6. Boats can be purchased either fully assembled, or as kits that require some assembly by the buyer. Price is determined by level of completion.

Info at www.oneuglyboat.com
or email oneuglyboat@hotmail.com

Seen This?

Ahoy Chuck,
Seen this? From Classic Boat mag June 07 issue.
regards, Benjy

Summer Breeze At Sunset

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Chuck,
I thought you might like this picture my daughter got of my son sailing the "Summer Breeze". I could not have done better myself!
Evan Hardman

Looking for Sampan Plans

Chuck,
I am trying to locate some plans or someone to build a Chinese Sampan similar to the attached picture. It is about 26' long and 12' wide.
Thanks, Terry Niedermeyer

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Cherub

Sir ~ In the article for a boat design for 'Cherub' the writer (James
Brown) refers to a voyage by Hank Hemingway in a Sam Rabl designed 'Picaroon' from Mobile to Cuba.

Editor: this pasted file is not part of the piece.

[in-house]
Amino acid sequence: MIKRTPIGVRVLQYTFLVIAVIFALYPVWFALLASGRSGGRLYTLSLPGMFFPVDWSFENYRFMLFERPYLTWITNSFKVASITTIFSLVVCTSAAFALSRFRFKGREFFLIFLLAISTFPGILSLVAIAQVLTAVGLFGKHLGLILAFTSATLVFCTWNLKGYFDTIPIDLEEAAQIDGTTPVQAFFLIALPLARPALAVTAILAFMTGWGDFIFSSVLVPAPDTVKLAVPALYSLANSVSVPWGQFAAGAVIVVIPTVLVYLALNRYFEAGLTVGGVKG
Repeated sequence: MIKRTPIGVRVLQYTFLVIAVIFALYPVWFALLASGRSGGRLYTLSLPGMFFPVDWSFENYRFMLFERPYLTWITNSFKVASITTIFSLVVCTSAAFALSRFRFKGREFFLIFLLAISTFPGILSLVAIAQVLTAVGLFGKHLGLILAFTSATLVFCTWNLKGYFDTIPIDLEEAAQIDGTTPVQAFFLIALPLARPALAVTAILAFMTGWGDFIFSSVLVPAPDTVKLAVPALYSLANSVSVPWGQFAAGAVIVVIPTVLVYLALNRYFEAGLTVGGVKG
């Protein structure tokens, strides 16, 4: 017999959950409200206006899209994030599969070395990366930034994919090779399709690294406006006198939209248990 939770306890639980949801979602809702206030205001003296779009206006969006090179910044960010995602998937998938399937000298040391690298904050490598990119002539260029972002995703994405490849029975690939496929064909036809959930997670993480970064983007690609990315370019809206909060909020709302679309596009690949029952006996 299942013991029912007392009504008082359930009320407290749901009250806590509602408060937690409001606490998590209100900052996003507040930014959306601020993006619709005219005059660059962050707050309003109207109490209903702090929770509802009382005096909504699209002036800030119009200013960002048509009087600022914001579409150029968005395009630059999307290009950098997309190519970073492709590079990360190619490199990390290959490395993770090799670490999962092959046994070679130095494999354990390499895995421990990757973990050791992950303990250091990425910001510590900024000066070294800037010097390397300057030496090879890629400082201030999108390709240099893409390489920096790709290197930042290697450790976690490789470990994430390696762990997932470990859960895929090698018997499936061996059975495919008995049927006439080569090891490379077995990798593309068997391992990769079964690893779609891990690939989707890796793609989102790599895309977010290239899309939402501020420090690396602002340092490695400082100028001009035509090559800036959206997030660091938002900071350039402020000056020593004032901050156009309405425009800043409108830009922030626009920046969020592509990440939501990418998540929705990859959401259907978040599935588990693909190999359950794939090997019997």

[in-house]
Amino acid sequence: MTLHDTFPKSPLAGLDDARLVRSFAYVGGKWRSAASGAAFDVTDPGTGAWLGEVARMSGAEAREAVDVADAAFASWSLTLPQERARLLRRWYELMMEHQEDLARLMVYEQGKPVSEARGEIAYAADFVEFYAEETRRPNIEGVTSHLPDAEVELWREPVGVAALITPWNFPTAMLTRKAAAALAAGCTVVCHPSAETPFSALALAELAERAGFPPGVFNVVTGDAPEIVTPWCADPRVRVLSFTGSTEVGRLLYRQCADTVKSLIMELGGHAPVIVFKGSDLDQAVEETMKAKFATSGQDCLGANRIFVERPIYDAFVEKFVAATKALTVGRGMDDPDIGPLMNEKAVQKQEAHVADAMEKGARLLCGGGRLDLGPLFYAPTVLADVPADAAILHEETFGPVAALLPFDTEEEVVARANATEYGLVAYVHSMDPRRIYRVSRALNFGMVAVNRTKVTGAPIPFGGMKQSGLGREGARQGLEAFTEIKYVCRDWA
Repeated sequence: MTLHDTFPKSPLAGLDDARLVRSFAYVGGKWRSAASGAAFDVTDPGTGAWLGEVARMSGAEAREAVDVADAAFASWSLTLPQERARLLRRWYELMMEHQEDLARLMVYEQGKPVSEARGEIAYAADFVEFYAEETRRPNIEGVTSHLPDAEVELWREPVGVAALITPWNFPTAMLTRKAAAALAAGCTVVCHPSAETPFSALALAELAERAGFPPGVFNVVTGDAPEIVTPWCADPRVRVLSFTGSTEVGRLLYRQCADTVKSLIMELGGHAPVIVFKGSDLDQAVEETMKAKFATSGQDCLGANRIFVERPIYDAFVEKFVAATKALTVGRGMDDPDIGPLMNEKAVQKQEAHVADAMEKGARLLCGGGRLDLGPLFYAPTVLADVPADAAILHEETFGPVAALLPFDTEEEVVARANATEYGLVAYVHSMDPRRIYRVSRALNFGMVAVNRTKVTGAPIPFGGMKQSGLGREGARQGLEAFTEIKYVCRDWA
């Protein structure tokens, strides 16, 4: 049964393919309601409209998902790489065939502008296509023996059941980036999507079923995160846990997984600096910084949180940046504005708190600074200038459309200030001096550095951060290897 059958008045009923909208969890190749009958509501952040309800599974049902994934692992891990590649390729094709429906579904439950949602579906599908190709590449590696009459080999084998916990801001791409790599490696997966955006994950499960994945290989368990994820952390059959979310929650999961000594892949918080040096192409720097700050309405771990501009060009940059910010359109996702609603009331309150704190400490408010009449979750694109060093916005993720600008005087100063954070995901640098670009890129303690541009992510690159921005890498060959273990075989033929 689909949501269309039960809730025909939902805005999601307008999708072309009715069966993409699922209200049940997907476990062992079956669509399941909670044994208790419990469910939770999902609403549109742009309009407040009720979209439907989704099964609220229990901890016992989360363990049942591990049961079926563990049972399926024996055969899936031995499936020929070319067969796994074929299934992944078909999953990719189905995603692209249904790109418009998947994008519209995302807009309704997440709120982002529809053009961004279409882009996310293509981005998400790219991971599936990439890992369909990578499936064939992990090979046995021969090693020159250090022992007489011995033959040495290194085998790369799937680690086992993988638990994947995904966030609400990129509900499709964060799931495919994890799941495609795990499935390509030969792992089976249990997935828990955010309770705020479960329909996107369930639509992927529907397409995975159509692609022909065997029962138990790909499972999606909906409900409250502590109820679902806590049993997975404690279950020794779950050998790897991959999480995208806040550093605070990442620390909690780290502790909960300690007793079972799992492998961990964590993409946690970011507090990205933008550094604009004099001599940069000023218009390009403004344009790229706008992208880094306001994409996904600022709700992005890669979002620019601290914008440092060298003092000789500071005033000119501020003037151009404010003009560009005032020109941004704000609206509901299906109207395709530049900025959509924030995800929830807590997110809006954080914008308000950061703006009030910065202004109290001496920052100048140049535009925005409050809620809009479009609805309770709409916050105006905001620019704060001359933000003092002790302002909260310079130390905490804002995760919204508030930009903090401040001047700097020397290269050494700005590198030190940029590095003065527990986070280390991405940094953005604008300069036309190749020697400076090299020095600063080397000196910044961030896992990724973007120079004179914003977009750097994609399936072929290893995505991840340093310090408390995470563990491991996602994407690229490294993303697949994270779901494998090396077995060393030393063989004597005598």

I have wondered about this voyage for years since reading Mr. Rabl's comments on the dust cover of 'Boat Building in Your Own Backyard.'
Would you know whether anything was ever published about this voyage?

Thanks,
Jackson Ehrlich

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PS. I'm building an H-28. Photo attached.

Low Profile Pointy Skiff

Hi Chuck,

I will be submitting an article about the low profile pointy skiff and its trip to the Sylvania Wilderness into the hands of its owner.

Here are a couple of shots of the pleased owner, Dennis, and the boat's first dip taken at Snap Jack Lake, Sylvania Wilderness. I think she sits pretty. It rows beautifully well and Dennis is thrilled. Dennis and the boat is in Indiana floating and fishing the Tippicanoe River.